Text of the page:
Firstly, Immunicity’s servers only accepted requests for specific websites. If a user edited the PAC file to add another website, it would simply error out, or refuse to process the request. In short, Immunicity were specifically providing access to websites that had been blocked by court order, or were known to facilitate copyright theft.

Furthermore, VPNs are what could be described as a dual-use technology. Sure, you could use them to access The Pirate Bay and grab the latest episode of Game Of Thrones, just as much as you could use them to privately and securely check your e-mail in the airport.

Whereas Immunicity was a service that had no other legitimate usage, a design fault that would later prove to be its undoing.

This means that your favorite VPN service isn’t about to be shut down. They’re safe, and so are other services like Hola, which offer a browser-integrated VPN

Now Is A Bad Time To Launch A Circumvention Service

Months after the High Court ruled The Pirate Bay was to be blocked in the UK, the UK Pirate Party launched its own proxy service. After a few short months, it defiantly waved fingers in the face of this deeply unpopular court order. And then, it was promptly shut down under the threat of legal action.

Other proxies have suffered a similar fate. Immunicity is not alone in finding itself on the wrong side of the law. In a quote to Wired Magazine, the head of the City of London Police’s Intellectual Property Crime Unit said “We will come down hard on people believed to be committing or deliberately facilitating such offenses”.

It seems that the age of the pirate proxy is over. But there are alternatives.

Firstly, you can roll your own proxy server. All you need is a VPS (I recommend Digital Ocean DigitalOcean: The Best Unmanaged VPS Host For Newbies If you need VPS hosting and you want to handle all of the server administration yourself, then here's why DigitalOcean is your best option. Read More ), an installation of NGINX, and the Pirate Bay Proxy PHP script available from Github.

You can also invest in a VPN The Best VPN Services We've compiled a list of what we consider to be the best Virtual Private Network (VPN) service providers, grouped by premium, free, and torrent-friendly. Read More . Some of these have the advantage of not retaining any logs of your Internet activity, and tend to cost just a few dollars per month.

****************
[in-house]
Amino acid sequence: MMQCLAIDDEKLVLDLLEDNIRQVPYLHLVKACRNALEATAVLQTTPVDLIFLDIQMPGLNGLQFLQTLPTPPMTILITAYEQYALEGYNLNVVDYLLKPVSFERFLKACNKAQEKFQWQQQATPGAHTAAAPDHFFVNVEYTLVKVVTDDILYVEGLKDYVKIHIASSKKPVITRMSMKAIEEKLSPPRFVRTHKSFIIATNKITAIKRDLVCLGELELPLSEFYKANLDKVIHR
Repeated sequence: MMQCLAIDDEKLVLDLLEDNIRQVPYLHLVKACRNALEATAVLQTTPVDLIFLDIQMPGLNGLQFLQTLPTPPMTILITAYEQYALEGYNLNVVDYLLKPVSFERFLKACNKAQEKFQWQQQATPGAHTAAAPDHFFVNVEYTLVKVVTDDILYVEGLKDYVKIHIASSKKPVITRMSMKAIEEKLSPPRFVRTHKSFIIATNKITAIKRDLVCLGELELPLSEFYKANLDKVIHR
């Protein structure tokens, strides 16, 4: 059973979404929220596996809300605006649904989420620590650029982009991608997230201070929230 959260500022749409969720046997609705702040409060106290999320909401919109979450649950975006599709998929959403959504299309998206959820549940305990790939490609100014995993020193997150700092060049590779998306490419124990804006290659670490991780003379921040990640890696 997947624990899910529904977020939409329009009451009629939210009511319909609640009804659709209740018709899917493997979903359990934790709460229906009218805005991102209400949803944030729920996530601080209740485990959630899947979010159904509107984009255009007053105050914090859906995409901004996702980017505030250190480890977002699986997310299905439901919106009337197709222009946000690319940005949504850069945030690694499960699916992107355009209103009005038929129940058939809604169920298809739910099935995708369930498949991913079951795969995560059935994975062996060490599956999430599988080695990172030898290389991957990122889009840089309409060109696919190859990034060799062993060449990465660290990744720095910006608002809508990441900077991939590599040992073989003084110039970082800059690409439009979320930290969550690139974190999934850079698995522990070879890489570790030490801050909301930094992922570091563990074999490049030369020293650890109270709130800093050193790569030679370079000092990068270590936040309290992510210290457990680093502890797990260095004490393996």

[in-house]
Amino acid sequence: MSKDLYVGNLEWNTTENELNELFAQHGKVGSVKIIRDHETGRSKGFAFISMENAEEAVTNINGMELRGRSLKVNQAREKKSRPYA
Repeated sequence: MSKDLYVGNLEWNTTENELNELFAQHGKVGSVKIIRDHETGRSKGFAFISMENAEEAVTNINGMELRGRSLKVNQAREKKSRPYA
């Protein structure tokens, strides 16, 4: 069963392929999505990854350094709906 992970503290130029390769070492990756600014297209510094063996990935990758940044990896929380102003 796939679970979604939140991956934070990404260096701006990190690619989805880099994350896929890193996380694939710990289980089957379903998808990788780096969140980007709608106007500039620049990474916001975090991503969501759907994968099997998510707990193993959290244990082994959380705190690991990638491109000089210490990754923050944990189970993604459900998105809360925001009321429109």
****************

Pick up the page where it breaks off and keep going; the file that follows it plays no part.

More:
There’s also a Chrome and Firefox plugin called Hola. This allows you to selectively push your network traffic through VPN endpoints, allowing you circumvent ISP level blocking, in addition to annoying region restrictions.

Or, you can go legit and kick the piracy habit for good. Can’t be bothered paying for music? Spotify has a free plan. You can also get your movies and TV fix through the likes of Netflix, iPlayer, and Hulu, if you’re based in the United States.

Immunicity Has Gone – What Are You Going To Do?

Were you a long-time user of Immunicity? Have you got an especially novel way of circumventing censorship? Tell me about it. The comments box is below.

Photo Credit: Gil C /


Related topics: BitTorrent, Proxy, VPN.

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  1. Free Anakata
    September 21, 2014 at 3:47 am

    Whack-a-mole, whack-a-mole, whack-a-mole... you shut one down, another will just crop up again. These idiots are wasting taxpayer dollars fighting a losing battle when they could be going after real criminals and terrorists. Why not spend that money fighting real threats like ISIS instead of "cracking down" on people who hit the precious wallets of the major media cartels. Fk the copyright cops anyway, they're going nowhere fast and will soon be as obsolete as the pony express.

    • OurRightToSurf
      January 24, 2015 at 2:28 pm

      Amen to that my friend....

  2. MrX
    August 12, 2014 at 5:46 am

    I think that most people want to pay for their entertainment. The problem is content. In my country, Sweden, we don't get the content as fast as you guys. A game of thrones episode takes over a year to get here. That is just ridiculous. We live in a connected world. There is absolutely no reason for region blocking or year long waiting for episodes. It's like the content providers don't want to make money.

    • michel
      August 12, 2014 at 5:35 pm

      There might be no good reason, but there are reasons, and they are laws and statutes, and the way content distribution works for the people who need to be paid for their work. This is changing. Content is not the problem, impatience and feeling entitled is the problem. There's more content available for free than anyone can reasonably consume in a lifetime. It doesn't have to be Game of Thrones.

    • Baphomet
      January 18, 2015 at 6:22 pm

      Ignore Michel the corporate drone.

  3. Chris Baker
    August 11, 2014 at 10:29 pm

    A fascinating and well written piece. I am informed and entertained.

    • Matthew H
      August 12, 2014 at 12:02 am

      Many thanks Chris! Glad you enjoyed it!